The focus groups were conducted in the second semester of 2018, lasting 2 days. On the first day, it was held with the students, and on the second day, with the lunch ladies. The focus group with the students was conducted by 1 mediator and 2 observers with number of participants ranging from 8 to 10 people [39,40,41,42,43]. It was guided by questions that addressed the perception about the frequency of eating school meals; the most accepted foods; the least accepted foods; the environment where the meal is consumed; the way of preparation and distribution service; as well as prior knowledge of the dishes that would be served during the week. The focus group elaborated for the lunch ladies was conducted by 1 mediator and 1 observer with number of participants ranging from 8 to 10 people [39,40,41,42,43]. It was contemplated with questions about: self-knowledge about the role of lunch ladies in the school; the perception of adherence and acceptance of food by the students; motivation of students for not consuming dishes; form of preparation and distribution of meals; and what actions could be taken to make school feeding more attractive to students. The activity lasted approximately 1 h and 20 min, distributed according to the complexity of each topic to be discussed. After transcribing the participants’ speeches, content analysis was performed by trained researchers in three stages, which enabled the identification of some factors responsible for not consuming school meals [44]. In face of the reports observed during the focus groups with the lunch ladies and students that allowed the identification of dishes with less acceptance among the students, it was observed that the lack of autonomy in the composition of the dish by the students generated dissatisfaction, as well as a waste of the prepared foods due to the standard portioning service performed by the lunch ladies.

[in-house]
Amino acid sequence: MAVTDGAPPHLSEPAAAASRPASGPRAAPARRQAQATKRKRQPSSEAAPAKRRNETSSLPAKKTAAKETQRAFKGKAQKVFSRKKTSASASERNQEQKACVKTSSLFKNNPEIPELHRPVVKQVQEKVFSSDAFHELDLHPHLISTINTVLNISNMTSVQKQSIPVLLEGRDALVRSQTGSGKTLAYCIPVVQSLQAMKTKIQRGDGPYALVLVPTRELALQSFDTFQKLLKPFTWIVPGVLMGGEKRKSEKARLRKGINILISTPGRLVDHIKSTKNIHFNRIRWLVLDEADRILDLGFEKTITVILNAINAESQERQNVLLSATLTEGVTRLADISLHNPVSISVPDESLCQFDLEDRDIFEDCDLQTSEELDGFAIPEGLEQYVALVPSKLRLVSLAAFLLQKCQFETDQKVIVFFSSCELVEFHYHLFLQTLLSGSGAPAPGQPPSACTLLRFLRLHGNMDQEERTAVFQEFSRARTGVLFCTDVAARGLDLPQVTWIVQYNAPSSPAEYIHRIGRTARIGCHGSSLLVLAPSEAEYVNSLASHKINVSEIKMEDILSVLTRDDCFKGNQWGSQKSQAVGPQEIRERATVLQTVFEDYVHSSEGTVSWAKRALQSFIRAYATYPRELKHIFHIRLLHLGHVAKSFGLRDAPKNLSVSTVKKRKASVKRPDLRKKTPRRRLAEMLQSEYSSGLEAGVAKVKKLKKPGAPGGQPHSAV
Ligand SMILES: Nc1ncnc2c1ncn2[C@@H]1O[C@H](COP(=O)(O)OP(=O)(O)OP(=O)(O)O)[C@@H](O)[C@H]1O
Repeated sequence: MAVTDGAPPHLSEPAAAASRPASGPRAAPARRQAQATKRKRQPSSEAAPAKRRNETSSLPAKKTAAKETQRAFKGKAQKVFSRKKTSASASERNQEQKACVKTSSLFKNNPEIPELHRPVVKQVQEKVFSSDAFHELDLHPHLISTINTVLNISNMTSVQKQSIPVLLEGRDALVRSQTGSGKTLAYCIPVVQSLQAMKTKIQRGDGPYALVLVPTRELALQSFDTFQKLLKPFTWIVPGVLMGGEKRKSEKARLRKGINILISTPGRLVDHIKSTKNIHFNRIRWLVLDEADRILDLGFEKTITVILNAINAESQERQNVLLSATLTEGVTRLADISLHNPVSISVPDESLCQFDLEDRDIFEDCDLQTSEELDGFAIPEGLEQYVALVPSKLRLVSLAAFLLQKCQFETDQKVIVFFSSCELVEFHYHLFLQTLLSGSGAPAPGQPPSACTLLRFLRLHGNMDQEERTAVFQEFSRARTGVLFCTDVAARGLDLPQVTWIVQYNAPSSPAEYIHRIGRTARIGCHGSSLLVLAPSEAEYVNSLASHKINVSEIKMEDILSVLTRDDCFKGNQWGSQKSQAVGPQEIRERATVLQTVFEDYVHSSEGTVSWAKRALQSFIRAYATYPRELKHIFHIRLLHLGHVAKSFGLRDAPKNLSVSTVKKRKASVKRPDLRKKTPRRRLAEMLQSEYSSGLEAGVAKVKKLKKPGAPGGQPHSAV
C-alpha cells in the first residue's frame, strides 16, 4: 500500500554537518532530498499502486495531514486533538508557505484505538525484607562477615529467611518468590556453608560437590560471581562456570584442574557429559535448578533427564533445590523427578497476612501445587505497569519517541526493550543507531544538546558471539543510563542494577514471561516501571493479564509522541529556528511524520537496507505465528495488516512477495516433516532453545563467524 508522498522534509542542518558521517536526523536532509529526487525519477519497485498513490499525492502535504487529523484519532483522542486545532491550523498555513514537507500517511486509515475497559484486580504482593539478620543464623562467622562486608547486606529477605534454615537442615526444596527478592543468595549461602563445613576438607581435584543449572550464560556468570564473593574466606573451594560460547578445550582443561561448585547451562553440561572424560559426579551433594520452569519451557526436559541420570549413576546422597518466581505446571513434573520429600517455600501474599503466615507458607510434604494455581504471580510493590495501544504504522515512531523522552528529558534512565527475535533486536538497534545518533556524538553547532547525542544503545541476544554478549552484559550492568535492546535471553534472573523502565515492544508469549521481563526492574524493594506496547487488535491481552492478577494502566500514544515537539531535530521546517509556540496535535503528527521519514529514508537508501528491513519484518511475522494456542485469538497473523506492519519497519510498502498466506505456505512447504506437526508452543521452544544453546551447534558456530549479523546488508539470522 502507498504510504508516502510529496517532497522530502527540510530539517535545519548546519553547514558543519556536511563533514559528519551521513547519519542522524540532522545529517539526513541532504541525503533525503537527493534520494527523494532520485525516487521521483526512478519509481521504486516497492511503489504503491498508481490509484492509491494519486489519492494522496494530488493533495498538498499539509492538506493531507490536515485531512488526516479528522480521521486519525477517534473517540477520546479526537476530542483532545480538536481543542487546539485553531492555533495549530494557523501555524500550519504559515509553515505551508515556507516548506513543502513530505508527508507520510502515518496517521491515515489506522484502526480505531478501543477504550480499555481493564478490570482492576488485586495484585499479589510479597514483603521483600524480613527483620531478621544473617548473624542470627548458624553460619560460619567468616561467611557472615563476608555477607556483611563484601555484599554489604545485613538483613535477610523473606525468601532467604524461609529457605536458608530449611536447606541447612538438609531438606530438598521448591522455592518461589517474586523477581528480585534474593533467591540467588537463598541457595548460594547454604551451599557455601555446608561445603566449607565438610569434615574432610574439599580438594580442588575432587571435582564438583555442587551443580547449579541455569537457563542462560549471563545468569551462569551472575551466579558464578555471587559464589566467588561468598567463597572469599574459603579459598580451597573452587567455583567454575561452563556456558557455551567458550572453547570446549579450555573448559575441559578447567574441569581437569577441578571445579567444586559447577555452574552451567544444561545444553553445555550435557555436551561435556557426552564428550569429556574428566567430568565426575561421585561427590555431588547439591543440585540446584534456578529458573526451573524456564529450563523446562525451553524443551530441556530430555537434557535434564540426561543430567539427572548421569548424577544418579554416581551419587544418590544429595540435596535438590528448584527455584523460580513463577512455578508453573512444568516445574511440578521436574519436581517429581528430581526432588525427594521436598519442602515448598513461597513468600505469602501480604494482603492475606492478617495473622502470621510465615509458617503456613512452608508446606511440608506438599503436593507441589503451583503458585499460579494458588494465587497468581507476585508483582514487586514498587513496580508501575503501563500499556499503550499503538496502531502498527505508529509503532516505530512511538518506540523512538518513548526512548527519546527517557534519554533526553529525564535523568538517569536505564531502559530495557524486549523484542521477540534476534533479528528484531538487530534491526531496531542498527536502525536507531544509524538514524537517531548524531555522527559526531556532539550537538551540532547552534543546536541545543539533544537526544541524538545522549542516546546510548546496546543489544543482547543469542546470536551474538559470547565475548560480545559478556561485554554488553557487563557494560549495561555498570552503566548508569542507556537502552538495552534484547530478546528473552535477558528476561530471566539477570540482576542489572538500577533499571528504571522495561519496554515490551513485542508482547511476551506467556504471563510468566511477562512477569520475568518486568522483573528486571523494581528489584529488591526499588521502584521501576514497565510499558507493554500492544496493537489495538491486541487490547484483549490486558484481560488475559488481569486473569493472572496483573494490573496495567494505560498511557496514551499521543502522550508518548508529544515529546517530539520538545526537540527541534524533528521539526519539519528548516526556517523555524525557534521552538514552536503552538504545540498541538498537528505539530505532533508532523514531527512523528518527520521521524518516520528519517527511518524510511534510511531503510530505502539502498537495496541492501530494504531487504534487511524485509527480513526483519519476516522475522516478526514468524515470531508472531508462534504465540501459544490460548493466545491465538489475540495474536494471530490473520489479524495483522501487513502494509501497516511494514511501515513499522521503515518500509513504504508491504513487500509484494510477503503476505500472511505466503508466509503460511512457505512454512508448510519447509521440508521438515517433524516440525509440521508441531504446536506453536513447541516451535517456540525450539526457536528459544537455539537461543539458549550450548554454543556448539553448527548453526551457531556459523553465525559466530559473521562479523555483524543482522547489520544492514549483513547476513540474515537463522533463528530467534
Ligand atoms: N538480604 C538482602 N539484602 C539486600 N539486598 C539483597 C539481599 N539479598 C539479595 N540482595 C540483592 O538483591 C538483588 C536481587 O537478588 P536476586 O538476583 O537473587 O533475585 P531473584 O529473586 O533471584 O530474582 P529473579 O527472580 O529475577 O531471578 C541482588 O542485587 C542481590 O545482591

Intervention group 1 will receive changes in the school environment. Modifications in the environment, based on the choices architecture, which will consist of making posters that will be fixed to the cafeteria walls, and displays, with images and messages that encourage students to make healthier food choices, that will be placed on the tables; use of tablecloths on cafeteria tables with color images of fresh foods; accommodation of the fruits served in the school meals in a prominent position, improving their visibility in an attractive way; creation of a fruit stand (common in street markets in Brazil); placement of a banner with the menu of daily dishes at the entrance of the cafeteria; application of footprints on the floor that playfully direct adolescents to the cafeteria. Changes in the meals distribution system will be made through the installation of a thermal distribution counter, which will guarantee the autonomy of the students’ choice of dishes, through a self-service system.

. Intervention group 2 will receive the same interventions as intervention group 1, with the addition of the modification in the dishes that make up the menus offered to the students, based on the reports observed during the focus groups.

The new dishes and the menus were developed by gastronomy researchers and by the nutritionist, responsible technician for the PNAE in Sumidouro, with common foodstuffs for all municipal schools in Sumidouro, acquired by bidding process. The new dishes were intended to be more palatable, favoring the addition of fruits and vegetables in the menu, as well as reducing the use of ultra-processed foods, sugar and oil. Local eating habits were respected and all requirements proposed by PNAE resolutions for the creation of school feeding menus were met [13]. It is important to point out that the new dishes suggested by the PAPASS project were previously approved by the School Food Department of Sumidouro.